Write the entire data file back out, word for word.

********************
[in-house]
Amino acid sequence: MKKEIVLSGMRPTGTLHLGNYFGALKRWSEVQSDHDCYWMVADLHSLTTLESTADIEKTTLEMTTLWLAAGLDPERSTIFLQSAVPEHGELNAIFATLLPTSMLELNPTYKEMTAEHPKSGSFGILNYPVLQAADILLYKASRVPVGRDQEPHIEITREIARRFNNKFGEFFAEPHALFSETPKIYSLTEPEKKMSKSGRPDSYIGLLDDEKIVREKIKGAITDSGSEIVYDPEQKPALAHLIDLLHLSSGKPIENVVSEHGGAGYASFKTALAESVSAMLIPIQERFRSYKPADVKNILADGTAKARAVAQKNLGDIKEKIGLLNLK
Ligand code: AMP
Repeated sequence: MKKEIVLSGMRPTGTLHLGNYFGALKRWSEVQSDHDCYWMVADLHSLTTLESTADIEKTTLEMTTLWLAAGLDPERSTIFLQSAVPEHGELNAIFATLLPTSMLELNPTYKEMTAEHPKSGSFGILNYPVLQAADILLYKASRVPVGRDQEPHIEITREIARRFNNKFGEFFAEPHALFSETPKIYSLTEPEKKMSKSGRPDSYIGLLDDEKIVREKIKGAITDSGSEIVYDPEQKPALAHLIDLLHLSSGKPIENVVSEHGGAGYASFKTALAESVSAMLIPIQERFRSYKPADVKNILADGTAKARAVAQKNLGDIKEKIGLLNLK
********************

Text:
[in-house]
Amino acid sequence: MKKEIVLSGMRPTGTLHLGNYFGALKRWSEVQSDHDCYWMVADLHSLTTLESTADIEKTTLEMTTLWLAAGLDPERSTIFLQSAVPEHGELNAIFATLLPTSMLELNPTYKEMTAEHPKSGSFGILNYPVLQAADILLYKASRVPVGRDQEPHIEITREIARRFNNKFGEFFAEPHALFSETPKIYSLTEPEKKMSKSGRPDSYIGLLDDEKIVREKIKGAITDSGSEIVYDPEQKPALAHLIDLLHLSSGKPIENVVSEHGGAGYASFKTALAESVSAMLIPIQERFRSYKPADVKNILADGTAKARAVAQKNLGDIKEKIGLLNLK
Ligand code: AMP
Repeated sequence: MKKEIVLSGMRPTGTLHLGNYFGALKRWSEVQSDHDCYWMVADLHSLTTLESTADIEKTTLEMTTLWLAAGLDPERSTIFLQSAVPEHGELNAIFATLLPTSMLELNPTYKEMTAEHPKSGSFGILNYPVLQAADILLYKASRVPVGRDQEPHIEITREIARRFNNKFGEFFAEPHALFSETPKIYSLTEPEKKMSKSGRPDSYIGLLDDEKIVREKIKGAITDSGSEIVYDPEQKPALAHLIDLLHLSSGKPIENVVSEHGGAGYASFKTALAESVSAMLIPIQERFRSYKPADVKNILADGTAKARAVAQKNLGDIKEKIGLLNLK